My First Story: Michele Roger
by Emerian Rich
My First Story
with author Michele Roger
Age first started writing: 9
Location of first writing: For this story, I was 11 and a 5th grade student living in a small, Detroit suburb called Waterford. The space program was booming with it’s shuttle program. I started a babysitting job, saving every penny with the hopes of attending the brand new Space Camp hosted by NASA.
National Geographic “World” Magazine was buzzing about NASA’s new Space camp for kids. There was talk that a “real” person, maybe a teacher would join one of the shuttle missions. I began to dream that some day, that “real” person could be me.
|My first story/Basic plot:
“X-Orbis 2” was about a girl who played the piano and wanted to go into space. She and her trusty piano jumped into a space shuttle called the X Orbis 2 and headed for a newly discovered planet. Her mission: play a rock concert so awesome, the aliens couldn’t wait to meet all of the inhabitants of earth. They came back to earth with her and played the first Alien/Earthling Fusion Rock concert. As a rockin’ musical ambassador, she also recorded everything she saw on her trip.
The opening to the story read, “X-Orbis 2,
has a very nice view.
And as we go higher,
the sky is more blue.
The land and the lakes,
look so very far.
But above me, a sea of dazzling stars.”
|What did you think of the story then?
My teacher had assigned us to write a story about what our life might be like when we grew up. At the time, I thought I was just completing an assignment. When I got my paper back, it had no grade. Instead, in read lettering were the words, “Please see me.” My heart leapt into my throat.
When I went to see the teacher, she wrote something on a piece of paper, folded it over and told me to take my story and the hand written not to the principal. I nearly cried but was too afraid to ask why.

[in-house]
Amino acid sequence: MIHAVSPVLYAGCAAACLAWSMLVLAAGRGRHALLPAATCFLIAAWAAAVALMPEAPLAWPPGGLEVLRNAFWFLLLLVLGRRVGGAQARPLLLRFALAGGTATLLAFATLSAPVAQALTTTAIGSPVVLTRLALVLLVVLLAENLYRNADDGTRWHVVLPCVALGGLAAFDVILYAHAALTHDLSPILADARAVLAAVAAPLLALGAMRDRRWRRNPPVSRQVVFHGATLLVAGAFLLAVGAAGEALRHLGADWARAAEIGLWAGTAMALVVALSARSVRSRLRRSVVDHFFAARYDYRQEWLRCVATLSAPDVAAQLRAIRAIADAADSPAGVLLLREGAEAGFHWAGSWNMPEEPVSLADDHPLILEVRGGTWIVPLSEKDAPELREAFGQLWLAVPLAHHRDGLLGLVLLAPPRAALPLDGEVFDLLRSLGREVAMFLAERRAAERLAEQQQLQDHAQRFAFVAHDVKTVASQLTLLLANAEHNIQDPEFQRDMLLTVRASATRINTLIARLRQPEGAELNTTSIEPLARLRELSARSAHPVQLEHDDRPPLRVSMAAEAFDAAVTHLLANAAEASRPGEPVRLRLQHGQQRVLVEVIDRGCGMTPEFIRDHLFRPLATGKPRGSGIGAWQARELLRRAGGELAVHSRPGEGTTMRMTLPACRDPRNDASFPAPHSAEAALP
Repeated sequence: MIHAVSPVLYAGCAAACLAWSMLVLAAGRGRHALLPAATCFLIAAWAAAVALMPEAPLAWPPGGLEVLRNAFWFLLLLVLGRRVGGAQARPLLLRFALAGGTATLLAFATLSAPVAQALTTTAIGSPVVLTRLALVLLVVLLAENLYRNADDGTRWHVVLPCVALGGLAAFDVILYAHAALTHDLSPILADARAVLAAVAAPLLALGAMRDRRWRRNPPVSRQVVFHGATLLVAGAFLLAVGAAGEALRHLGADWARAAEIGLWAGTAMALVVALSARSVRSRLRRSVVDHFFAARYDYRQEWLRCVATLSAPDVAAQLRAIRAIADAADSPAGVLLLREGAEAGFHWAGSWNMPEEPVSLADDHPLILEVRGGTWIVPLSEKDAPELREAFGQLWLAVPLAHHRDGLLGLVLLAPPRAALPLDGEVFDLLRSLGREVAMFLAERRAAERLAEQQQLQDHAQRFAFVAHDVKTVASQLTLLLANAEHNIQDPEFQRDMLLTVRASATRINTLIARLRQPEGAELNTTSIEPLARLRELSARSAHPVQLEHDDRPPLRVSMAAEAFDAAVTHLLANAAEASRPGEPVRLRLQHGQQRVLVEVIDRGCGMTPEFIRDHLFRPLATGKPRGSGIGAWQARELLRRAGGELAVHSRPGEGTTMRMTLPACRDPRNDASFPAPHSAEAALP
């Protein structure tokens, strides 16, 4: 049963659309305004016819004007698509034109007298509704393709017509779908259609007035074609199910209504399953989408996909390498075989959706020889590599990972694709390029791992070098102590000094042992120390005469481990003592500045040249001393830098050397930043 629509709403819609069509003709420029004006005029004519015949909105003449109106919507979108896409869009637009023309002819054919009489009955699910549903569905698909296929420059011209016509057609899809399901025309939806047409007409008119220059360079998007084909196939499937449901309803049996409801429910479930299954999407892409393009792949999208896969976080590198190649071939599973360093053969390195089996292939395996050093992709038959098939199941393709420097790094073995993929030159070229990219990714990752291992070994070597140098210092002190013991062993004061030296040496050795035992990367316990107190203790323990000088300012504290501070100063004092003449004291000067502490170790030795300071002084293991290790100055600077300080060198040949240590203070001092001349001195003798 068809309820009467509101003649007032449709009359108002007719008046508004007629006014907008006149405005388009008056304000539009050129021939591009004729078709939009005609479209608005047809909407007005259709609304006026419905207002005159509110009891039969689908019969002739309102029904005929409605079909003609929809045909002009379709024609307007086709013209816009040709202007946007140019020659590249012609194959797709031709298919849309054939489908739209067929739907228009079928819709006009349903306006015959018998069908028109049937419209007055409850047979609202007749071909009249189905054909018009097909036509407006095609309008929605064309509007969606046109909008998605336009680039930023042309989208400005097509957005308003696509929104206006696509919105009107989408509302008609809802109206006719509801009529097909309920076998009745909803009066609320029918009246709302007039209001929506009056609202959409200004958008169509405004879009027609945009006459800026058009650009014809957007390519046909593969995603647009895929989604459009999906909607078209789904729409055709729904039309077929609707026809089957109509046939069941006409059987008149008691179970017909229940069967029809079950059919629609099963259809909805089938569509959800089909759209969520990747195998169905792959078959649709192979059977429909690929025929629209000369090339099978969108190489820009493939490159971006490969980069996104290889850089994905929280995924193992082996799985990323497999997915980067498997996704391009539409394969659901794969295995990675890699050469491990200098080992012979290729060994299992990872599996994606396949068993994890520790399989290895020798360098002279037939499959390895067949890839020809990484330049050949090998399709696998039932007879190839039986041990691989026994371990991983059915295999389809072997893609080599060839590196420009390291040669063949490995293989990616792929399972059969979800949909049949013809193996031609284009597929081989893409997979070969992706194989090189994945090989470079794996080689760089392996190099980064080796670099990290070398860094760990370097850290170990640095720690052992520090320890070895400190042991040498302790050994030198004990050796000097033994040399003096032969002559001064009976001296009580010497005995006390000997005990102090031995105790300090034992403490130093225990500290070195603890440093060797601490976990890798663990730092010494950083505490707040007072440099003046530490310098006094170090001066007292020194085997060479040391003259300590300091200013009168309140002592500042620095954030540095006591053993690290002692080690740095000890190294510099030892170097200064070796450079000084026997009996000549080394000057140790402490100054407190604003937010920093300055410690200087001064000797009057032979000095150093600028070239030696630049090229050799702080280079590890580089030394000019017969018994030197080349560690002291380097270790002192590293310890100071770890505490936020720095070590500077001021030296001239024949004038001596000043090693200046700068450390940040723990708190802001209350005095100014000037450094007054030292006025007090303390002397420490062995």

It was a long walk to the principal’s office. What had I written that was so wrong? I was a good student. Couldn’t they let me off with a warning?
When I arrived, Sister John Marie (the secretary nun who took the name of John the Baptist) motioned for me to go in. As I passed through the corridor, the paddle that the principal used on delinquents shined in the sun, reflecting my worried look back to me as it hung on the wall.
I handed the paper and note as instructed and sat down in front of her giant desk in silence. I watched her eyes move back and forth, left to right as she read my story. She looked at me without smiling. Miss Hanrahan never smiled. Part of me wondered if she knew how.
Picking up the telephone, I heard her ask for the priest. My eyes filled with tears and I fought the urge to throw up. It was beyond serious if Father Belzack was being called in. I was surely going to be expelled. My parents would be called. Thinking of my father arriving in his police cruiser made the glimmering paddle look pretty good all of a sudden.
Father arrived, whistling as he walked in the office. “So, where is my star reporter from the future?”
At that moment, a miracle happened. Miss Hanrahan smiled. Father Belzack plopped down in the chair next to mine. “All your teachers have read this and say it’s the best story they’ve had come of the middle grades in years. With your permission, we would like to publish it in the church bulletin?!”
A week later, shaking hands with familiar school mates as well as parishioners I didn’t know, I smiled and thanked people for their “congrats!” and “well done!” compliments. While my story had just started out as another assignment for school, in that moment, I wondered if some day, I might become a real author.
|What do you think of the story now?
I love the idea of the story and how it was told in rhyme. I still have high hopes to see an intergalactic rock concert in my lifetime. While I’m not a piano playing planetary diplomat, I did become a professional harpist and an author.
|How did the story help you on the road to writing?
Being recognized by my school and community for my writing planted a seed that eventually grew into a side career.
Eternal Kingdom: A Vampire Story is about a life-size game of chess played by two masters; one a human child prodigy, the other, the oldest living vampire. The pieces are real life humans versus vampires in a death match played out before an audience of elites from around the world.
Michele Roger is the author of novels, “The Conservatory” and “Eternal Kingdom: A Vampire Story”. She has also had her short stories published in several anthologies both in the United States as well as the UK. She is the founder and moderator for the women’s speculative writing group, “Wicked Women Writers.”
Next time, you’ll hear from author Suzanne Madron.